As smartphones, laptops and tablets become ever more important in business, small businesses are becoming less likely to supply them to employees. A recent Sage SMB Survey on Mobile Devices found that 54 percent of small business respondents bought mobile devices for workers. That sounds like a lot until compared to the 2013 survey, which found 69 percent of small firms provided company-owned mobile devices. Clearly, Bring Your Own Device (BYOD) policies are on the rise.
“Business owners like BYOD because it reduces the cost of buying, securing and supporting mobile devices while maintaining the ability to flexibly respond to customers,” says Sarah Lahav, CEO of Tel Aviv, Israel-based help desk software maker SysAid Technologies.
However, when employers don’t budget to hire IT staff to protect company data from BYOD vulnerabilities or to advise employees how to use them, BYOD brings security and support problems that neither small firms nor individual employees are well-equipped to handle. Sensitive data may be exposed in an unsecured employee smartphone, or a customer won’t be served because an employee can’t figure out how to use his or her new tablet to pull up price quotes. “It’s a complete headache,” Lahav says.
It’s also a headache that many small business owners prefer to ignore.
Enter IT consultants and advisors who can advise small business owners on instituting sound safe and secure BYOD policies.
1. Encourage business owners to embrace BYOD for its benefits rather than trying to prohibit it.
“If you go to any convention where BYOD is being dealt with or spoken of, the initial response is to ban them,” Lahav says. “But realistically, you can’t.” For instance, 96 percent of employees check e-mail using mobile devices, according to the study by Sage, an Irvine, California-based business management software firm. And there is no practical way for employers to stop workers from using personal devices to email through web-based services such as Gmail.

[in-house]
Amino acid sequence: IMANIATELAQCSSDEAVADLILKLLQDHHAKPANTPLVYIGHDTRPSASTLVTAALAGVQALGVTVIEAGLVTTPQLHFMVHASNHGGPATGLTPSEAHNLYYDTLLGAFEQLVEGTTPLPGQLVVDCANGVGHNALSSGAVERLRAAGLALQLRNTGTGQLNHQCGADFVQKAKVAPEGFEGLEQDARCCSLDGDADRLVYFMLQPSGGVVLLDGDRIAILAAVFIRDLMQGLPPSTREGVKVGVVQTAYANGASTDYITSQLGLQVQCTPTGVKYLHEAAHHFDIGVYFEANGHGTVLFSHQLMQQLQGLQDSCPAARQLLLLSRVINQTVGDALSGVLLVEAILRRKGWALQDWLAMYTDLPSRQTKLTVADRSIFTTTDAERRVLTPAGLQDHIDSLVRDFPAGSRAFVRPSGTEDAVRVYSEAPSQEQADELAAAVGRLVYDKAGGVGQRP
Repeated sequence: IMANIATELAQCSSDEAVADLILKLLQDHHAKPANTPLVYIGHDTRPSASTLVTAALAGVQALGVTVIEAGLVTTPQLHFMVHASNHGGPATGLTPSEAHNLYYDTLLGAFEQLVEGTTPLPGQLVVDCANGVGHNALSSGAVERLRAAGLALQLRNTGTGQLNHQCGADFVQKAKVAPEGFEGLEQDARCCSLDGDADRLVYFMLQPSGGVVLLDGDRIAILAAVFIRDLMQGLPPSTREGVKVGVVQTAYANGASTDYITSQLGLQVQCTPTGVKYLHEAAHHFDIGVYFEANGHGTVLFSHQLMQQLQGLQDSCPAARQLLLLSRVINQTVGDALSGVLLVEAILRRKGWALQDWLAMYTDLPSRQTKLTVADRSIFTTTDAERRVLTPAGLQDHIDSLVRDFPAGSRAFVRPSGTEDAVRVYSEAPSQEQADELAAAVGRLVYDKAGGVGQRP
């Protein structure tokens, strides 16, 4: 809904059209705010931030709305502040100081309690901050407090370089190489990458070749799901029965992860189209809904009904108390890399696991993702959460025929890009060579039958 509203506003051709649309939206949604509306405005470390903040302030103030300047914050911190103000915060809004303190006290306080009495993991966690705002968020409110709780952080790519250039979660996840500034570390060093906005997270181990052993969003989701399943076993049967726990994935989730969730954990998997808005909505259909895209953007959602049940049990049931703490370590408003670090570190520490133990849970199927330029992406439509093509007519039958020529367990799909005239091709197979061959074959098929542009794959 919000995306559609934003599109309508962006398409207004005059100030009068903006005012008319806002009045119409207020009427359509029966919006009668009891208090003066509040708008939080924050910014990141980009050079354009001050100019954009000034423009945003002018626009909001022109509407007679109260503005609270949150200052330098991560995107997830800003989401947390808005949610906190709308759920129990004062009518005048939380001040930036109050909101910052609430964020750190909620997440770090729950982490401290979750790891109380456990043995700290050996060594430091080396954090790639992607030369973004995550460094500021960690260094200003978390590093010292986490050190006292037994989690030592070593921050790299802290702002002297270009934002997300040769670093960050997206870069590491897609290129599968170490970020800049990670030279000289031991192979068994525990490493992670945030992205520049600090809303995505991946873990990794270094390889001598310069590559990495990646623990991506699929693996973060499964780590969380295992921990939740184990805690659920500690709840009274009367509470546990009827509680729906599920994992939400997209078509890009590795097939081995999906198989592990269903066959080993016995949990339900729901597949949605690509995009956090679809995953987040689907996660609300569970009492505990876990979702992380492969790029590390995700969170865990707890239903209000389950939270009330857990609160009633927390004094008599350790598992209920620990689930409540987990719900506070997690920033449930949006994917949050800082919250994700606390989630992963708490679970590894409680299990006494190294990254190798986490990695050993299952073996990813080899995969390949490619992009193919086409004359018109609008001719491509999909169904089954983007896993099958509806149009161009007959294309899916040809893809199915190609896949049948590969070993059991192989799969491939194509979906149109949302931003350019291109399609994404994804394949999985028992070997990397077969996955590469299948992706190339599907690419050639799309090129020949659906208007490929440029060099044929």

2. Be realistic about security and support.
Realize that BYOD users won’t be as effective as in-house or out-sourced experts when it comes to securing and maintaining their devices. “You can say ‘bring your own support,’” Lahav says.
“But that’s not recommended. It still keeps the security hazard out there.
In addition to lax security, Lahav adds, you’ll find that self-supported users aren’t likely to be able to connect to company networks or otherwise use their devices as effectively for business purposes compared to those with more support.
3. Tap into natural social support.
Employees possess significant collective expertise as day-day users of their own devices, Lahav notes. Have employees who carry similar smartphones, tablets or other devices talk to each other to help solve security and use problems. “Those people can help one another, although IT is not the core of their business,” she says.
4. Enforce sensible BYOD standards.
A good start is to require all BYOD employees to use the same operating system, such as Android or iOS. “That enables you to support some kind of app standard and test them to make sure they work,” Lahav says.
5. Require some security on BYODs.
JD Sherry, vice president of technology and solutions for Tokyo-based Trend Micro, suggests that personal smartphones that are used to tap company networks be required to carry security software that can detect and deter malware that could steal login information or other sensitive data. “That has to happen to make the small biz owner feel comfortable,” Sherry says.
At minimum, small businesses should understand that, if BYOD doesn’t present security problems now, it will soon. “Reality is that cyber-criminals are fully migrating to mobile device platforms,” says Sherry. That means that all the security and support problems that have plagued desktop business systems are or will soon be found on personal devices used to access business data. That means something has to be done. And fortunately, it can be, as long as small business owners are talked to about it in ways they can understand.